Marian Cowl for Natalie

Marian Cowl for Natalie - NoodleheadMarian Cowl for Natalie - Noodlehead Marian Cowl for Natalie - Noodlehead

Marian Cowl for Natalie - NoodleheadSquish!!! Don’t you love squishy things?! I think that’s the main reason I started knitting – so I could have squishy things to wear. Earlier this year at a sewing retreat (at Stitch Supply Co.) I got all excited when I spotted this Malabrigo yarn. I knew it had to come home with me so that Natalie could make a Marian Cowl. It’s a super beginner-friendly quick knit that I immediately scooped it up and bought it. Natalie was excited, too! We had a bit of a set back when she unwrapped the whole skein and I had a minor meltdown when I thought she had cut the yarn into several pieces. Turns out she just tangled it up and I just had to sit down and wind it back into a ball. I had waited months before I even looked at it. Seriously, it seems so silly now.

Marian Cowl for Natalie - Noodlehead

Anyway, once it was in a ball we were set! Natalie cast on all the stitches which took us several times because I kept underestimating how much yarn to leave for the long tail cast-on. With yarn that chunky I really had no idea, maybe there’s some trick I’m missing. So once she got it started, I did a few rows to get things going. I figured because the beginning can feel tricky it was best to get a couple of rows in. She’s great at the knit stitch, but purling is a bit trickier for her to learn (and me to teach). So we tried a few times, but I think the thickness of the yarn made it a little difficult to figure out, especially with needles that big and her small hands. I wish I would have tried for a few more minutes, but I think we’ll try again with another yarn and project. She actually learns it so quickly!

Marian Cowl for Natalie - Noodlehead

So I ended up finishing the cowl. I really loved doing it. The yarn and color are so great and it knit up so quick! Plus after making one already (remember this one I made my mom?) and having more knitting experience under my belt, it flew off the needles. I even had visions of making more for gifts this year, we’ll see!

Marian Cowl for Natalie - Noodlehead

Pattern: Marian Cowl by Jane Richmond
Yarn: Malabrigo Rasta (I think it’s the Porrinho coloway) that I purchased at Stitch Supply Co.

p.s. she learned this face from me

Marian Cowl for Natalie - Noodlehead

15 thoughts on “Marian Cowl for Natalie

  1. Martha Meyer says:

    Love you Natalie !!

  2. Megan says:

    There is a trick for estimating the amount of yarn needed for Long Tail: wrap your yarn around your needle 10 times, this length is approximately what you need for 10 sts to be cast on. So if the cowl is CO with 100 sts you take your little 10 wrap length and measure 10 times that plus another 10 just in case. With a chunky yarn it will be long but better than having to re-do it so many times.

    1. Anna Graham says:

      Oh that’s awesome! Thanks so much for the tip! 🙂 I’ll be sure to try that next time.

  3. Janie says:

    Both so beautiful!
    Nice work.

  4. Megan says:

    Such beautiful children. The cowl looks lovely and soft, the colour suits her very well.

  5. Louise says:

    It’s so lovely that you’re teaching your daughter this stuff. I remember learning to knit in national school at about age 9 – 10, and trying to get my Mum to do the hard parts for me! She made so many gorgeous knits when I was a kid, only now do I get how complex it all was!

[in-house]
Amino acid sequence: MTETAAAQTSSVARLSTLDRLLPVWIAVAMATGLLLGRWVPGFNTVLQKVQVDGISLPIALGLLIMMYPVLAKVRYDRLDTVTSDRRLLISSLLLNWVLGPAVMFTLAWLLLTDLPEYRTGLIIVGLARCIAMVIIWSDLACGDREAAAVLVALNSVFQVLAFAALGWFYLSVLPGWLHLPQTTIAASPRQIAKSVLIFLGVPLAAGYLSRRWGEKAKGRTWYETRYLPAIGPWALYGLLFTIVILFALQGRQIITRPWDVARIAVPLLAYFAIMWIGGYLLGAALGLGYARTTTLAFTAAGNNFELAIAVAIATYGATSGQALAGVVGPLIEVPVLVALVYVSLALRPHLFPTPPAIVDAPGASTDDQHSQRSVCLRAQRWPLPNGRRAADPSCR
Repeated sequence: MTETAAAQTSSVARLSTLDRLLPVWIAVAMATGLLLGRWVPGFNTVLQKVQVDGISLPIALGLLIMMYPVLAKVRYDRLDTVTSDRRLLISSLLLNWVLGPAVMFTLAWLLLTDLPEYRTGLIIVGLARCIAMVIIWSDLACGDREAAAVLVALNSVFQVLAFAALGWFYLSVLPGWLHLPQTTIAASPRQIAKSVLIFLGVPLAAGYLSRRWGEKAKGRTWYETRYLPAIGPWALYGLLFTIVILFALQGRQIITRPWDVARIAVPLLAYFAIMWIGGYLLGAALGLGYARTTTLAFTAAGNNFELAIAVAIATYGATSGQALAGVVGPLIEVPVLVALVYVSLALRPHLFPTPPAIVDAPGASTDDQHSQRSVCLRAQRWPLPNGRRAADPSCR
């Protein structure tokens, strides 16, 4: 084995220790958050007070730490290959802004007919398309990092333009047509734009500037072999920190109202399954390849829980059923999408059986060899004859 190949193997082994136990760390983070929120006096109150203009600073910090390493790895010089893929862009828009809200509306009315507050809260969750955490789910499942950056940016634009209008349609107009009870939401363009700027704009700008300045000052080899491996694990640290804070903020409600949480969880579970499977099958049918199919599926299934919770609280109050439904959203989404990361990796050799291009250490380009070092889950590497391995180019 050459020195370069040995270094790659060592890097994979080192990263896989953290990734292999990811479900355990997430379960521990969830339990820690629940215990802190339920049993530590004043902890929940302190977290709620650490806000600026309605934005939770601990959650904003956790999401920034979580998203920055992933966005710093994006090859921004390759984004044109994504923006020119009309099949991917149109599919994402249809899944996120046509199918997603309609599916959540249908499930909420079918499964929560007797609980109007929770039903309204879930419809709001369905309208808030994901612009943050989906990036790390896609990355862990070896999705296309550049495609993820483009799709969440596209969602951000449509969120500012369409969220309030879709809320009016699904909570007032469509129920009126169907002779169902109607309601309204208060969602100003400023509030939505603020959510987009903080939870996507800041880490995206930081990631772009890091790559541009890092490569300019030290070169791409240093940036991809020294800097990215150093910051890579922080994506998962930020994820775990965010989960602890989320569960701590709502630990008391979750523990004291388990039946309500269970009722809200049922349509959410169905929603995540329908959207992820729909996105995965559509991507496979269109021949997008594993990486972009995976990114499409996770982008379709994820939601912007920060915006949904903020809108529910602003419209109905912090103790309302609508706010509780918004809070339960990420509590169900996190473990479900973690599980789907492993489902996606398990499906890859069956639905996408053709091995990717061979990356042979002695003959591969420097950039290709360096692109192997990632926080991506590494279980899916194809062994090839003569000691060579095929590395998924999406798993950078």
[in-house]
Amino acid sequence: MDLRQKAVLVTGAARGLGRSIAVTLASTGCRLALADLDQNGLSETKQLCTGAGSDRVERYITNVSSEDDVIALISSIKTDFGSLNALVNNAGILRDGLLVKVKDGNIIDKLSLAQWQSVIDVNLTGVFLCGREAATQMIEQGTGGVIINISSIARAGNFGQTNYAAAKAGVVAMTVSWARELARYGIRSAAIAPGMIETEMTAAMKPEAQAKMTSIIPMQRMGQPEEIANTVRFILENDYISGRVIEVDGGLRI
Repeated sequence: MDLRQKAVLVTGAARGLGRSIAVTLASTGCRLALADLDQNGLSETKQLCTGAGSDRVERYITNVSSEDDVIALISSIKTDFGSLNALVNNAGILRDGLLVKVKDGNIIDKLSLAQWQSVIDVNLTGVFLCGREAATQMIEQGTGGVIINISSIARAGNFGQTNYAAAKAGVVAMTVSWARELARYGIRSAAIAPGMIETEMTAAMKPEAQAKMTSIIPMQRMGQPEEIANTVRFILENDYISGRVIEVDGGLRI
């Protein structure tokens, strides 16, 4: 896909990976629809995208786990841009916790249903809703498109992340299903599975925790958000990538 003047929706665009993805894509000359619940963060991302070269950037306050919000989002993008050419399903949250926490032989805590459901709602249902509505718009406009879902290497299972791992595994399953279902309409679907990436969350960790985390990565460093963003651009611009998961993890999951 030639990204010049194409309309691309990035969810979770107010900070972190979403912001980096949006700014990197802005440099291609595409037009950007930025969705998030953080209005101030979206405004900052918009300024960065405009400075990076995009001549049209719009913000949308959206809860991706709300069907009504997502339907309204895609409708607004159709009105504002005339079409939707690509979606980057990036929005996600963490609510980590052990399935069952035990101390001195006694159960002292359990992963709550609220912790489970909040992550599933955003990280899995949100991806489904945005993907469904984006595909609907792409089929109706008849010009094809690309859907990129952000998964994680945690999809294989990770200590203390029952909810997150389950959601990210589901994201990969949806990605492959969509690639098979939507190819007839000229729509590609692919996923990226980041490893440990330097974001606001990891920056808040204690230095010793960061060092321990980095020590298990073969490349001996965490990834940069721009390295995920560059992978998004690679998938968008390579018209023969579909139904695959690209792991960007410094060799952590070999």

6. Melanie Hastings says:

    Ah, was that the face you pulled when you thought the yarn was all snipped into pieces?! It really looks a lovely cowl – both easy to knit and practical to wear, which is a bonus. I will see if my daughter would like to knit this as she occasionally says she would like to learn. Thanks for showing this!

  7. erin says:

    Adorable! And what a fun project!

  8. Lovely knit, lovely yarn! Even just a few rows with comedy needles is good going, certainly something to wear with pride. Do I remember my Granny telling me that for long tale cast on it’s three times the estimated finished size? Could that work? Just asked a fellow swimming Mum and she suggested finished width times needle size (mm). Not sure being much help here!

  9. Brenda says:

    Another trick when you are casting on a ton of stitches is to wind the yarn into a center pull ball so you have access to both ends, and then use one end as the tail and the other to form the stitches. You will have a couple of extra ends to weave in at the end of the project, but it is worth it in my opinion—you don’t have to start over because you misjudged how much “tail” to leave, and you don’t waste any of your gorgeous yarn.

    I used to work at my LYS, and you always have that skein that just refuses to be wound. (I usually had at least one every day.) Kudos to you for having the patience to work through the tangles, but it happens all the time. 🙁 Natalie’s cowl is gorgeous—she should wear it with pride.

  10. kateg2Kate says:

    Squishy is the new lovely! Here’s another tail estimate trick: Cast on 10 stitches. Then pull that cast-on off the needles and unravel it noting how much yarn was needed. Use that length divided by 10 to estimate the length yarn needed for the full cast-on.

  11. I base most of my fashion sense on what doesn’t itch.

  12. desi*d says:

    Absolutely lovely!
    Would you tell me what needle size you did use and if you changed the cast on stiches for the size of your daughter?
    Thank you!

    1. Anna Graham says:

      Thank you! I used the needle size recommended in the pattern, same number of cast on stitches, too! 🙂

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